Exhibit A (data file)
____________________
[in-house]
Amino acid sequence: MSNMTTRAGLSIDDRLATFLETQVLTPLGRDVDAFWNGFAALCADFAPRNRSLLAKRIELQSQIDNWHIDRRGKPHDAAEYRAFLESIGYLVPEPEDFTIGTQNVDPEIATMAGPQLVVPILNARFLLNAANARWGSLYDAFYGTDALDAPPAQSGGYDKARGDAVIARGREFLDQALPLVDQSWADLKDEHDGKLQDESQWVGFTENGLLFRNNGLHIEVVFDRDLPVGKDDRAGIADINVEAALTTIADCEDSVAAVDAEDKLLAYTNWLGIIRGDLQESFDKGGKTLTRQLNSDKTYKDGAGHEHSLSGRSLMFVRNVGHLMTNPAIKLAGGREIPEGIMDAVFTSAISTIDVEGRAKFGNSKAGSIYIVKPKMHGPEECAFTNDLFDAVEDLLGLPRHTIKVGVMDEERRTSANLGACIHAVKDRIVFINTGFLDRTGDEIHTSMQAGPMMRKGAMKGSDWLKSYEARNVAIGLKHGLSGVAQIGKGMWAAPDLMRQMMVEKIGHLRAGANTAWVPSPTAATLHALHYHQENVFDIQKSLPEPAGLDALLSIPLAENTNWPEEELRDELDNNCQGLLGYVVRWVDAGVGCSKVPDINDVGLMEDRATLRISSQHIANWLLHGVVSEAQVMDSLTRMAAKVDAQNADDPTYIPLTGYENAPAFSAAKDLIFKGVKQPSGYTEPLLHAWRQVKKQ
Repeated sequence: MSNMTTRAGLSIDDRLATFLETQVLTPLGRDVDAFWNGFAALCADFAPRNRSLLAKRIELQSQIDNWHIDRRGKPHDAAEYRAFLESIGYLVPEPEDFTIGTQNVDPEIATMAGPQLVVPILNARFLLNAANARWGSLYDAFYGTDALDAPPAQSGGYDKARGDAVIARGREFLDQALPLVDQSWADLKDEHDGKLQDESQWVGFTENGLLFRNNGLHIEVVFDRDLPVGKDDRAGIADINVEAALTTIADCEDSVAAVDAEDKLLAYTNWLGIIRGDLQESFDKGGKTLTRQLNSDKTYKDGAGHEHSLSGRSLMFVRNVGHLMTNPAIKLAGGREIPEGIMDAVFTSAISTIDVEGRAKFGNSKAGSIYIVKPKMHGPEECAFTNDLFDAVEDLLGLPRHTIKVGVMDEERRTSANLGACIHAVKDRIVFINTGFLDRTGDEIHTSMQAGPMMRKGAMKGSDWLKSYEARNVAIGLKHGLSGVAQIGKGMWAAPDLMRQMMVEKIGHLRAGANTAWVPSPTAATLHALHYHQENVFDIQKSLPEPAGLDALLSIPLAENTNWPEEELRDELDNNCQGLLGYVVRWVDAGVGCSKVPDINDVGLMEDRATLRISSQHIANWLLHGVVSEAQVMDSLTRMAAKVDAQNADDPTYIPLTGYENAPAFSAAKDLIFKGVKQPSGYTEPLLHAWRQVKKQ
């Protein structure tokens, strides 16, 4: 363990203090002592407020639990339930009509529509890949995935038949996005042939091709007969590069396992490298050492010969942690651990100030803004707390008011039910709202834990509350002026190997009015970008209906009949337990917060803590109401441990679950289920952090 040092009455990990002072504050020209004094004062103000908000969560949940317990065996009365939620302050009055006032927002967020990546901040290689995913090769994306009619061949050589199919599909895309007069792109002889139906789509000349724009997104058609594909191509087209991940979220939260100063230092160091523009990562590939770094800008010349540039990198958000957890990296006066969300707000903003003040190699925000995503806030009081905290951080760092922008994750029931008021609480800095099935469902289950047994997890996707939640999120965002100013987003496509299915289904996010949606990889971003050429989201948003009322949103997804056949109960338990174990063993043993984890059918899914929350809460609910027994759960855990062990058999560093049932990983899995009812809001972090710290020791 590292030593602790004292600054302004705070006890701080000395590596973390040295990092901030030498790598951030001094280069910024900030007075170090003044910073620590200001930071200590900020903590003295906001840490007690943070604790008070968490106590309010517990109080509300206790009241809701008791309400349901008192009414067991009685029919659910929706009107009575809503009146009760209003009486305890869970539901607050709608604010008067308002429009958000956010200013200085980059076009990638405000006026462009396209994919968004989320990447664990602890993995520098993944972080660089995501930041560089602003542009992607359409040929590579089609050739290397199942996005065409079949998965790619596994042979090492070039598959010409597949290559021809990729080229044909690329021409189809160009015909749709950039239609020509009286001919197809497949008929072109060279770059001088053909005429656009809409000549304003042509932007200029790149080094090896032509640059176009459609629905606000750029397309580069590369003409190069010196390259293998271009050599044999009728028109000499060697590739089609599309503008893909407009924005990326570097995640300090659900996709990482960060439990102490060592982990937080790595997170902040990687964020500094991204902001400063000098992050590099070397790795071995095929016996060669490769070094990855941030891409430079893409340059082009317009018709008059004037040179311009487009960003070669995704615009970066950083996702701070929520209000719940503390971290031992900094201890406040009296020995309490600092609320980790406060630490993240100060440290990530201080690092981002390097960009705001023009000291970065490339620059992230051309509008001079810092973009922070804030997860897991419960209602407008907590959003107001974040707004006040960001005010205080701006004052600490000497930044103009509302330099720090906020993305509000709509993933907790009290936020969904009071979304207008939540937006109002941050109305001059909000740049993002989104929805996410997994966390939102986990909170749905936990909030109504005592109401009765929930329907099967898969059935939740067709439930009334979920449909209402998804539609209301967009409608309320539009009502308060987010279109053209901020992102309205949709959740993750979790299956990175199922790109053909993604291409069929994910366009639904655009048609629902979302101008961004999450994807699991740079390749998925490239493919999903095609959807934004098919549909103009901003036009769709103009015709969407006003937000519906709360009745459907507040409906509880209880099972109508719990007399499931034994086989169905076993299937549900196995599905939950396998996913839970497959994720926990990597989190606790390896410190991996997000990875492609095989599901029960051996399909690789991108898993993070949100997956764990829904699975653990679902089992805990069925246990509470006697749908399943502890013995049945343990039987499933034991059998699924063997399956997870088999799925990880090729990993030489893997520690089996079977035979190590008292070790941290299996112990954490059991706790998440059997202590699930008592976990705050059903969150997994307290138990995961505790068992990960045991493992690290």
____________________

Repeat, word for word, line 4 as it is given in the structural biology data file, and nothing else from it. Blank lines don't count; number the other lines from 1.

């Protein structure tokens, strides 16, 4: 363990203090002592407020639990339930009509529509890949995935038949996005042939091709007969590069396992490298050492010969942690651990100030803004707390008011039910709202834990509350002026190997009015970008209906009949337990917060803590109401441990679950289920952090 040092009455990990002072504050020209004094004062103000908000969560949940317990065996009365939620302050009055006032927002967020990546901040290689995913090769994306009619061949050589199919599909895309007069792109002889139906789509000349724009997104058609594909191509087209991940979220939260100063230092160091523009990562590939770094800008010349540039990198958000957890990296006066969300707000903003003040190699925000995503806030009081905290951080760092922008994750029931008021609480800095099935469902289950047994997890996707939640999120965002100013987003496509299915289904996010949606990889971003050429989201948003009322949103997804056949109960338990174990063993043993984890059918899914929350809460609910027994759960855990062990058999560093049932990983899995009812809001972090710290020791 590292030593602790004292600054302004705070006890701080000395590596973390040295990092901030030498790598951030001094280069910024900030007075170090003044910073620590200001930071200590900020903590003295906001840490007690943070604790008070968490106590309010517990109080509300206790009241809701008791309400349901008192009414067991009685029919659910929706009107009575809503009146009760209003009486305890869970539901607050709608604010008067308002429009958000956010200013200085980059076009990638405000006026462009396209994919968004989320990447664990602890993995520098993944972080660089995501930041560089602003542009992607359409040929590579089609050739290397199942996005065409079949998965790619596994042979090492070039598959010409597949290559021809990729080229044909690329021409189809160009015909749709950039239609020509009286001919197809497949008929072109060279770059001088053909005429656009809409000549304003042509932007200029790149080094090896032509640059176009459609629905606000750029397309580069590369003409190069010196390259293998271009050599044999009728028109000499060697590739089609599309503008893909407009924005990326570097995640300090659900996709990482960060439990102490060592982990937080790595997170902040990687964020500094991204902001400063000098992050590099070397790795071995095929016996060669490769070094990855941030891409430079893409340059082009317009018709008059004037040179311009487009960003070669995704615009970066950083996702701070929520209000719940503390971290031992900094201890406040009296020995309490600092609320980790406060630490993240100060440290990530201080690092981002390097960009705001023009000291970065490339620059992230051309509008001079810092973009922070804030997860897991419960209602407008907590959003107001974040707004006040960001005010205080701006004052600490000497930044103009509302330099720090906020993305509000709509993933907790009290936020969904009071979304207008939540937006109002941050109305001059909000740049993002989104929805996410997994966390939102986990909170749905936990909030109504005592109401009765929930329907099967898969059935939740067709439930009334979920449909209402998804539609209301967009409608309320539009009502308060987010279109053209901020992102309205949709959740993750979790299956990175199922790109053909993604291409069929994910366009639904655009048609629902979302101008961004999450994807699991740079390749998925490239493919999903095609959807934004098919549909103009901003036009769709103009015709969407006003937000519906709360009745459907507040409906509880209880099972109508719990007399499931034994086989169905076993299937549900196995599905939950396998996913839970497959994720926990990597989190606790390896410190991996997000990875492609095989599901029960051996399909690789991108898993993070949100997956764990829904699975653990679902089992805990069925246990509470006697749908399943502890013995049945343990039987499933034991059998699924063997399956997870088999799925990880090729990993030489893997520690089996079977035979190590008292070790941290299996112990954490059991706790998440059997202590699930008592976990705050059903969150997994307290138990995961505790068992990960045991493992690290």